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Predatory Publishing: Welcome

Learn how to protect the integrity of your scholarly work and avoid unscrupulous publishers.

Predatory publishers masquerade as legitimate online journals, but dealing with them wastes your time and money and can damage your academic reputation.

Tools for assessing journals

What is predatory publishing?

The peer-reviewed scholarly record is the basis for building further knowledge. While the peer-review process is not perfect, it provides some quality assurance for the material that ultimately passes review and is published. Moreover, legitimate scholarly publications serve as an archive of this record, maintaining our ability to access and use this knowledge through time.

Predatory publishers fail to fulfill either of these obligations. They have minimal or no peer review of submitted manuscripts, and there is no guarantee that the journals they publish will persist through time, especially if the company goes out of business. Another problem is that even when they do publish good research, the work is likely to be ignored, because these journals are often not indexed in major databases and other scholars do not read them.

Worst of all, authors pay for the privilege of receiving these dubious services.

Indicators of a predatory publisher

Here are some of the warning signs of a predatory publisher:

  • The journal has no ISSN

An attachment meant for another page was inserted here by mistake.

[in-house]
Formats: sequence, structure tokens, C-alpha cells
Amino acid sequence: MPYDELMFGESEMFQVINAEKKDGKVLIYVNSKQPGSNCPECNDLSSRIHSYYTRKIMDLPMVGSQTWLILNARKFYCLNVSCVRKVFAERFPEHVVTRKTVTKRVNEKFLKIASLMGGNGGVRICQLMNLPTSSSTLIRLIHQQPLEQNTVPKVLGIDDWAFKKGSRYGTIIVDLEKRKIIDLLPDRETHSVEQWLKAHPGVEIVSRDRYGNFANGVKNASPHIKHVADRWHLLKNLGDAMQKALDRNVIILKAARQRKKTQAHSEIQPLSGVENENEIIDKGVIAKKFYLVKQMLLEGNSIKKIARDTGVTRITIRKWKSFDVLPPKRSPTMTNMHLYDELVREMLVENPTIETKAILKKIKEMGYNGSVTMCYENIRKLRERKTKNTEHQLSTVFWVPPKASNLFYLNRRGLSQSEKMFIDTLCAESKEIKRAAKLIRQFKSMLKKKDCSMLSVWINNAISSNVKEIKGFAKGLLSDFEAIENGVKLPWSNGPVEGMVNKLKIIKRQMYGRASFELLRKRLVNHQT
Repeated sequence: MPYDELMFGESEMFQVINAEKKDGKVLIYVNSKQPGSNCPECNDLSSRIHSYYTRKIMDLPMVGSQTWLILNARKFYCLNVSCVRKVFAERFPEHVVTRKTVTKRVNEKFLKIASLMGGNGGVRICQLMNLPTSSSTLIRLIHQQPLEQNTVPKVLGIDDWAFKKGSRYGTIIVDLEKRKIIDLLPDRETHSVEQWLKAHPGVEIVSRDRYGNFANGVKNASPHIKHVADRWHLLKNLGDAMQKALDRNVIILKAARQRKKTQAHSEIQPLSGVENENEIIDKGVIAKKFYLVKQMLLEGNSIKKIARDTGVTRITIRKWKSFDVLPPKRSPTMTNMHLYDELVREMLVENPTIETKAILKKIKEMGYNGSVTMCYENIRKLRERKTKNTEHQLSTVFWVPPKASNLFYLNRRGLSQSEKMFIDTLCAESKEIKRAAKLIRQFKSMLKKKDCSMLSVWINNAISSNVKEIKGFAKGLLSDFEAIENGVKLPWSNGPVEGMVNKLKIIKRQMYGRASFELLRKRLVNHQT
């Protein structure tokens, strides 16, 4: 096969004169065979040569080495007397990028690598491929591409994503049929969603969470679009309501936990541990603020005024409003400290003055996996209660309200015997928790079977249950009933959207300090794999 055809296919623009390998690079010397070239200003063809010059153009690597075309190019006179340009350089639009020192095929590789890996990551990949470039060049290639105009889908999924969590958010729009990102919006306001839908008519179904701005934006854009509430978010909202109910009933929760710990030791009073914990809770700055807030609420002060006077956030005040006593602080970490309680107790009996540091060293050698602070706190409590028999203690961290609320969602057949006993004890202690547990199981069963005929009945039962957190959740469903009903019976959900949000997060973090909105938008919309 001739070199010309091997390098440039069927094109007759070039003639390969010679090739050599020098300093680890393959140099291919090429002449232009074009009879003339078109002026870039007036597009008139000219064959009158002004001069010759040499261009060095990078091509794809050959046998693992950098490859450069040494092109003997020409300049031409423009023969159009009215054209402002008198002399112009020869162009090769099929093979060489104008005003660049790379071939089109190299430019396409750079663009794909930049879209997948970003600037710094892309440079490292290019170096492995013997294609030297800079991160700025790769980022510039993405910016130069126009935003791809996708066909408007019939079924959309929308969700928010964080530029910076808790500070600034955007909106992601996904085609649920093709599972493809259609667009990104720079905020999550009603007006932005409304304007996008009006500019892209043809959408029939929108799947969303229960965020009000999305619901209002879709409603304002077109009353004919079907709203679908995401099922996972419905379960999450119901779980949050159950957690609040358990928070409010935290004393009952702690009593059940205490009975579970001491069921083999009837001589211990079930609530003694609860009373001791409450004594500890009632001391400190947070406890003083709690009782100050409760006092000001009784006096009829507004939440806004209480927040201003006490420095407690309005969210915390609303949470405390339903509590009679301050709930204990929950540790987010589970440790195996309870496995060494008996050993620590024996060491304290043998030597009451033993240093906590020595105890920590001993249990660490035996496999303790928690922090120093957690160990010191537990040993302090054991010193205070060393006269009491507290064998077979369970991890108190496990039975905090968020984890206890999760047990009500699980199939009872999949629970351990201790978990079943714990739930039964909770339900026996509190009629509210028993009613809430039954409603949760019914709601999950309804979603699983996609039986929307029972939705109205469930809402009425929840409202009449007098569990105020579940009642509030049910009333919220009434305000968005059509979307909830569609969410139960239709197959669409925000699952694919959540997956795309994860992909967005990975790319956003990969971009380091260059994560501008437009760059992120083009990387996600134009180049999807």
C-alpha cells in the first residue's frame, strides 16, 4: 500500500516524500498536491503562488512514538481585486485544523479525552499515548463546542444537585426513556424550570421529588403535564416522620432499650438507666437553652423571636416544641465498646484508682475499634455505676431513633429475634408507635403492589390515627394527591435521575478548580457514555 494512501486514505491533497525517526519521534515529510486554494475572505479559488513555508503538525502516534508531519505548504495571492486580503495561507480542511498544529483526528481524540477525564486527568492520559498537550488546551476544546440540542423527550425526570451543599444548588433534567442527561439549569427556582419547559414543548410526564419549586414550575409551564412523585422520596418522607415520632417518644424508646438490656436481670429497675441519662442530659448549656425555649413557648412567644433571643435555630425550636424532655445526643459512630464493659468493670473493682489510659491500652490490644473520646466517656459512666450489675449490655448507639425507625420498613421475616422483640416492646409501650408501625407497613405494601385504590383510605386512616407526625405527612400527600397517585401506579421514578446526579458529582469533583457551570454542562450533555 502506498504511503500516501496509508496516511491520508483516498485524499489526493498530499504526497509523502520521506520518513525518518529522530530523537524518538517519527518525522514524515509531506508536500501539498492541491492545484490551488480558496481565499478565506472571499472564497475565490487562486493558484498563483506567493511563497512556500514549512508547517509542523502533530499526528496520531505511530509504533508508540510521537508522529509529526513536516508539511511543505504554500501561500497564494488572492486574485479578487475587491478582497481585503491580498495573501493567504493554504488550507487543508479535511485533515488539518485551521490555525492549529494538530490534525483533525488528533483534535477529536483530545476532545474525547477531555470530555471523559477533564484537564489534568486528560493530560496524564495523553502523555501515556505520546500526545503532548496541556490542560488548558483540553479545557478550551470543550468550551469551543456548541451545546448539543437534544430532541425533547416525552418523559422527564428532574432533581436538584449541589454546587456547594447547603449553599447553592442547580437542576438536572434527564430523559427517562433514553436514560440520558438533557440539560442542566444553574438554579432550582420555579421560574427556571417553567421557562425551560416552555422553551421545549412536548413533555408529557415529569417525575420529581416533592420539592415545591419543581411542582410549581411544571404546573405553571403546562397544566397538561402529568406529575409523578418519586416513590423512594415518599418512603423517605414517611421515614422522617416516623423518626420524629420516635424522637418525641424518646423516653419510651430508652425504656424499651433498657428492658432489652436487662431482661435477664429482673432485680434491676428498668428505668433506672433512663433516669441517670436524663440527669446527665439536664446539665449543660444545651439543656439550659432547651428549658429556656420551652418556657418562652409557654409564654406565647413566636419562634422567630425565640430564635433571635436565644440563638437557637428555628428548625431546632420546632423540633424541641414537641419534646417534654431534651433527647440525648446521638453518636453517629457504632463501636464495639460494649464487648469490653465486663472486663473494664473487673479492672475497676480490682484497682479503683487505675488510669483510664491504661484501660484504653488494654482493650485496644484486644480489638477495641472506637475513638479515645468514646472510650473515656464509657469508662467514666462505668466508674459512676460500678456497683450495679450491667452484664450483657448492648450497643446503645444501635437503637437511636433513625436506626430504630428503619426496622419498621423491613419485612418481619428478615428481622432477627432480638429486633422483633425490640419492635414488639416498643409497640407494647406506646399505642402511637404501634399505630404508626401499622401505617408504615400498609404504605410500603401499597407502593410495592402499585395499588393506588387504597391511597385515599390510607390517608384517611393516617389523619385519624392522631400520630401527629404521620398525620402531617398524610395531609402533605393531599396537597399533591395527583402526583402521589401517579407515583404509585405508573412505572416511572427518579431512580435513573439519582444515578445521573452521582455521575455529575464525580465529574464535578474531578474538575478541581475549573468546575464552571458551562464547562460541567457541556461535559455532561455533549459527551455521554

• The journal is not indexed in major indices like SCI/SSCI
  • The journal is not indexed in the Directory of Open Access Journals (DOAJ)
  • The journal's title differs only slightly from that of a major, well-known journal in the field
  • The journal's website looks unprofessional
  • Editorial policies are difficult to find or are nonexistent on the website
  • There is no clear contact information for the journal editor or the publisher
  • There is no article submission system – everything is submitted via e-mail or a basic web form
  • E-mail addresses for editorial staff are not institutional addresses (e.g. '' instead of '')
  • The journal asks you to review an article far outside of your area of expertise
  • The journal promises an unreasonably short time to publication, typically two or three weeks
  • The article processing charge is unreasonably low, typically $500 or less

While even some legitimate publishers will fulfill one or more of these criteria, they do indicate a potential problem. Proceed cautiously with publishers that display a few of these issues, and avoid them altogether if most of the list applies.

Research Data Management Librarian

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Ali Krzton
Subjects: Geosciences


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